Still only in her mid-20s, former Brighton resident Marika Hackman has been making spellbindingly personal music since the Johnny Flynn-produced debut single ‘You Come Down’ was released in 2012. Both Flynn and Hackman are former pupils of the esteemed Bedales School (Hackman was there after winning a scholarship), where she met model Cara Delevingne, and subsequently formed a short-lived band with her. A self-taught guitarist, her recent album I’m Not Your Man introduced a bigger, more guitar-orientated sound, enabled by the recruitment of her buddies The Big Moon on most of the album.
Formed in 1993, Spoon have slowly developed into one of the finest alt-rock bands from America. Known for their incredible consistency, they dipped their toes in rock, pop, and even disco over the course of nine studio albums. This year they released one of their best yet, the eclectic Hot Thoughts on Matador, a label that released their very first album back in 1996. Although a band with a big cult following in the UK, they’ve never played Brighton before, which they’ll be doing this autumn as part of a European tour. Guitarist, singer and main songwriter Britt Daniel took some time out to chat with Brightonsfinest.
Manchester’s Pale Waves look like the next ‘dead cert’ to make it to the top of the indie music tree. With huge support from The 1975, including Matt Healy producing their debut single ‘There’s a Honey’ and directing the music video ‘Television Romance’, a record deal with huge indie label Dirty Hit and adoring fans, they’ve got the whole package to send them to super stardom.
PINS have had an absolutely stellar 2017. From the release of their Bad Thing EP earlier in the year they’ve been building a whole new level of traction around them and the spotlight has definitely started to shift towards PINS’ direction. After non-stop touring throughout the year they haven’t shown any hint of losing steam. Their latest single ‘Serve The Rich’ is an extended arm to the alienated and a song that oozes with PINS’ cool charm. Before they embark on yet another tour across the UK, PINS frontwoman Faith Holgate had a brief chat with us about their successes of 2017 so far.
Her debut album Stranger in the Alps is one of the debuts of the year. A brilliant collection of deeply personal, and highly literate songs written by this young LA-based singer/songwriter. Heavily influenced by Elliot Smith and Conor Oberst (who appears on the album), her songs are emotive, brave and confident, and beautifully written. Ryan Adams was a big early fan, and produced her first single ‘Killer’, but she went on to make an album prior to signing a deal, there seemed so much confidence in her talent. Dead Oceans showed the most interest and their faith has already been rewarded, with Stranger in the Alps winning universal plaudits.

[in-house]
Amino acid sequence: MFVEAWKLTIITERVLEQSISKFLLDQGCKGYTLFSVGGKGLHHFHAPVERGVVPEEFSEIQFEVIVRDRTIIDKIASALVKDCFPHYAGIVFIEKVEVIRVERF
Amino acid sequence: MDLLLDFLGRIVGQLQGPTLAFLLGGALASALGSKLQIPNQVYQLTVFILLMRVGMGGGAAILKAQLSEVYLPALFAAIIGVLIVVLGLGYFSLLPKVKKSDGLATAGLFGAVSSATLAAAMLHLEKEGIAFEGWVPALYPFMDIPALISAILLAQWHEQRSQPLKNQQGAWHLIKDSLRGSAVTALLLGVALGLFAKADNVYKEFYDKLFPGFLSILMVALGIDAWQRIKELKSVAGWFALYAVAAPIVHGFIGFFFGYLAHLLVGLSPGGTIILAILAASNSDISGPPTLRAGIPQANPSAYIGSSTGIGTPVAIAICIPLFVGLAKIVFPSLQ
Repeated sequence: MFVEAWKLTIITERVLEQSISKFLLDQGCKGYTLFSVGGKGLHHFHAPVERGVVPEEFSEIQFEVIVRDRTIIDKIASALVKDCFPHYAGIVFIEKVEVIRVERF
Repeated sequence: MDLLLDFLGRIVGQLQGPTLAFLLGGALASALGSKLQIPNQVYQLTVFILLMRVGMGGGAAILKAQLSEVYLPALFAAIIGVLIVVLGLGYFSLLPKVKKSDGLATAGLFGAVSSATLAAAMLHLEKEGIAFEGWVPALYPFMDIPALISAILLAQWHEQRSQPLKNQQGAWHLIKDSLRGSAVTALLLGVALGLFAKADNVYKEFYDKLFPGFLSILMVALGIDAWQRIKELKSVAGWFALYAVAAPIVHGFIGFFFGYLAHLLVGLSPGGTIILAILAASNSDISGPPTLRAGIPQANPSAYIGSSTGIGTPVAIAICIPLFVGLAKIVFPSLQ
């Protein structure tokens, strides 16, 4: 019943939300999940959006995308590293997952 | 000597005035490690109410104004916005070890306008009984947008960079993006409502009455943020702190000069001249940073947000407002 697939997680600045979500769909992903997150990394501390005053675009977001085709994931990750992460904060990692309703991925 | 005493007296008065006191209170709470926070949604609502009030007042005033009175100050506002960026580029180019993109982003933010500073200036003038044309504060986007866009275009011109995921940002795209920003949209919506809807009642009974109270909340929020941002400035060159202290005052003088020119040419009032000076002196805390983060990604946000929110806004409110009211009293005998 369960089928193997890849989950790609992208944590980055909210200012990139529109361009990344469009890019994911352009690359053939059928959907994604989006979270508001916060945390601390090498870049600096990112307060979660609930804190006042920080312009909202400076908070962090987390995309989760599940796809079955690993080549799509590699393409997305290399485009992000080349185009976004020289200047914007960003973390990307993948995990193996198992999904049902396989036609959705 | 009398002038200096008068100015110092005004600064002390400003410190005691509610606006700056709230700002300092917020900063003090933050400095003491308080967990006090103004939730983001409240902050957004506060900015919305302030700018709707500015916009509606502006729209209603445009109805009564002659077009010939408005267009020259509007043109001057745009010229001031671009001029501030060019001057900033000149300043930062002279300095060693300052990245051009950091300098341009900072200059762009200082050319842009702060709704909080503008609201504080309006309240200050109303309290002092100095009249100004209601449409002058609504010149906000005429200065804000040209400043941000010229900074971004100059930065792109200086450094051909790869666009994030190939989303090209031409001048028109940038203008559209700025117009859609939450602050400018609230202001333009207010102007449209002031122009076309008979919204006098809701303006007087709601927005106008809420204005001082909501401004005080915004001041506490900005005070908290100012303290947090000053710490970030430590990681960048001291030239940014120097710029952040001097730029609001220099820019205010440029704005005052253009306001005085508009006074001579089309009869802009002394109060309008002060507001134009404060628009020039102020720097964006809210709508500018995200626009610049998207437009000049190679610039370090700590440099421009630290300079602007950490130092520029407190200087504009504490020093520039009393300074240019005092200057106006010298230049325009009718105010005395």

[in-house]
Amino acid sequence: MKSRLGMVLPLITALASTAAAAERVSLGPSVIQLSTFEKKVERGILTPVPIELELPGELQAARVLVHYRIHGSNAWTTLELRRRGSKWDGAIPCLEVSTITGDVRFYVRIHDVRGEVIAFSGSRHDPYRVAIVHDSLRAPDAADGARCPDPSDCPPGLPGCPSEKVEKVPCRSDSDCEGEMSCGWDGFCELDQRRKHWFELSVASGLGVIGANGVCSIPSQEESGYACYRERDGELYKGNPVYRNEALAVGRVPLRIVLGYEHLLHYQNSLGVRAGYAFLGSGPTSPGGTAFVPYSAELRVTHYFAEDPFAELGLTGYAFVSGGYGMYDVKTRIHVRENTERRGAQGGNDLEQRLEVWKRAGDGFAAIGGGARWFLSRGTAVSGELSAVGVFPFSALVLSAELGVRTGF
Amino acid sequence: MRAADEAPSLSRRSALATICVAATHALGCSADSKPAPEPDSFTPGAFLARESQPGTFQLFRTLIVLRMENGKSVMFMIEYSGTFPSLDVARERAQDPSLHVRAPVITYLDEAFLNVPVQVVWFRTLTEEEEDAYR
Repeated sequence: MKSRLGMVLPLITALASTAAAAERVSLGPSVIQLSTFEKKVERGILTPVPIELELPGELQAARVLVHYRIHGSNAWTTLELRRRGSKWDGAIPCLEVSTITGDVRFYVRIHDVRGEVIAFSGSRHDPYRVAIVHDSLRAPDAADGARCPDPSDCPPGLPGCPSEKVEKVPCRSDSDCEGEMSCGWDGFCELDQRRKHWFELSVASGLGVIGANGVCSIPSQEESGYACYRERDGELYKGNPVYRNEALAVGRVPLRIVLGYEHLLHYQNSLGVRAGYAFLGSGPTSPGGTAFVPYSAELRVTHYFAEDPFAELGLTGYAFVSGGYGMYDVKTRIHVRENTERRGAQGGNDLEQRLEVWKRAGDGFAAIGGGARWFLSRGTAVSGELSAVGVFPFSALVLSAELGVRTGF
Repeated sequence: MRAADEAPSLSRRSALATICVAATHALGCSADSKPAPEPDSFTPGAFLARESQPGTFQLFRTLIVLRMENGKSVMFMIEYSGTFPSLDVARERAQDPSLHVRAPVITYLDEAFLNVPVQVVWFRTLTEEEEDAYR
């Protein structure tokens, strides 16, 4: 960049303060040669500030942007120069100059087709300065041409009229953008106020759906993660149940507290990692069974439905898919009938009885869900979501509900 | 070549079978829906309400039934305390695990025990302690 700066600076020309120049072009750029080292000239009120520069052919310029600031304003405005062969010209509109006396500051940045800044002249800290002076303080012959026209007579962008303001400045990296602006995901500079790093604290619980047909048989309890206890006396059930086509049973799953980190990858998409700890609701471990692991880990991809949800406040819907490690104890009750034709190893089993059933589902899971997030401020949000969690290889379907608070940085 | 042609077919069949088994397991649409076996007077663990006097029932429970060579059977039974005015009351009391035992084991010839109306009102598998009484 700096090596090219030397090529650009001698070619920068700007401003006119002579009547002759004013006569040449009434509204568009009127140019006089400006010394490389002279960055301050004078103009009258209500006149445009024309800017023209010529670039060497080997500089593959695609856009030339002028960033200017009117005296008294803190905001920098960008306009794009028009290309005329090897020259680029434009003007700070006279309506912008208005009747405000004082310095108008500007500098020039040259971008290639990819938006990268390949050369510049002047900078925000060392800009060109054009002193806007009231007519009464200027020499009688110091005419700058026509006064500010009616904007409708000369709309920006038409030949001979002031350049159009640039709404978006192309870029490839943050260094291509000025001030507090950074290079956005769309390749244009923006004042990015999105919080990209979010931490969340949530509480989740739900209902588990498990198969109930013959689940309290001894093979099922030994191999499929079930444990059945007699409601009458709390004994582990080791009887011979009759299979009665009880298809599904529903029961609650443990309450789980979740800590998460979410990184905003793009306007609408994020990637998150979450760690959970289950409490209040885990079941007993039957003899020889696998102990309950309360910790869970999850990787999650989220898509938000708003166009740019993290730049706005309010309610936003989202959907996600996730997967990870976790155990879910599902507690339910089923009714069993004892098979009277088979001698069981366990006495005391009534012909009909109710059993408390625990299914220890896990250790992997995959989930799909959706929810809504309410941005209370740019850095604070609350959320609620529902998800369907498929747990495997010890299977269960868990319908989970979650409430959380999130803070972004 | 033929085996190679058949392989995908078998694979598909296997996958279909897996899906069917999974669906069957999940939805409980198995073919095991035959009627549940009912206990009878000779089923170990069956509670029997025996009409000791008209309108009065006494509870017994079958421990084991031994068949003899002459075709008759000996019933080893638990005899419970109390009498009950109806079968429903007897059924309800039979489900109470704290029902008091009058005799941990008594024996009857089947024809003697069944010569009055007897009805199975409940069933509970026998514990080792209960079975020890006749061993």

Holiday Destination is easily one of the best AND most important records of the year. Her third album, the dark, brooding yet grooving post-punk of Holiday Destination mainly focuses on the plight of refugees, but still talks about mental health issues that heavily informed her debut album, Love Your Dum and Mad. With a band that also features her producer Ben Hillier, their potent muscularity is allied to an intelligent and humane lyricism, with Shah’s – who is of both Norwegian and Pakistani heritage – formidable presence giving it her all.
A 20-plus year veteran of the music industry, who tasted the pitfalls of being a musician back in the late 90s with Britpop band Kill Laura, Jane Weaver has since then ploughed her own idiosyncratic course, that includes setting up her own label, and exploring the weird and wonderful worlds of krautrock, female punk, new wave, lo-fi synth DIY, and psychedelic dream-pop. This year’s Modern Kosmology is her biggest and best yet, and she’s just dropped The Architect EP in time for her long UK and European tour.
Emerging from the London performance art scene and allies with the likes of The Comet Is Coming, they’ve just dropped their debut album, a high energy organic-rave that features home made wood synths, bits of hand crafted percussion, plus some old school analogue synth action, as well as your customary drums and bass. Dressed up as a cross between paganistic Christmas monsters and Nordic, their live shows are a wild enticement to get your best party-on whilst the world drags its sorry arse into the abyss. We spoke to Paddy from the band.
James Lavelle was the founder of the seminal Mo’Wax label back in 1993, fermenting a heady mash up of hip-hop, jazz and trip-hop. It was very much a label with an internationalist outlook, with acts as far afield as Japan, France, and the USA featuring prominently, as well as from the UK. Moreover, it was more than just about music; art and culture were intrinsically woven into the ethos, and Mo’Wax became one of the biggest cult labels of the 90s. At the same time, Lavelle forged his own musical project UNKLE, eventually releasing his debut album Psyence Fiction, in 1998. Featuring contributions from the likes of Ian Brown, DJ Shadow, Thom Yorke and Richard Ashcroft, it set the template for UNKLE, one that has continuously forged links with other artists, musical and otherwise. Mixing a career of DJ’ing, curating and recording, Lavelle curated Meltdown in 2014, and just recently released The Road Pt.1, UNKLE’s sixth album.
One of the most unlikely musical mutations of recent years has to be Jack Steadman’s successfully transformation from frontman of indie-pop band Bombay Bicycle Club to mastermind of Mr Jukes. A project that completely caters for his love of funk, soul and jazz, with a range of guest singers including De La Soul, Elli Ingram, Charles Bradley, Lalah Hathaway, Lianne La Havas, and Horace Andy. It was a high risk endeavour which seems to be paying dividends as his up-coming sold out tour of the UK testifies.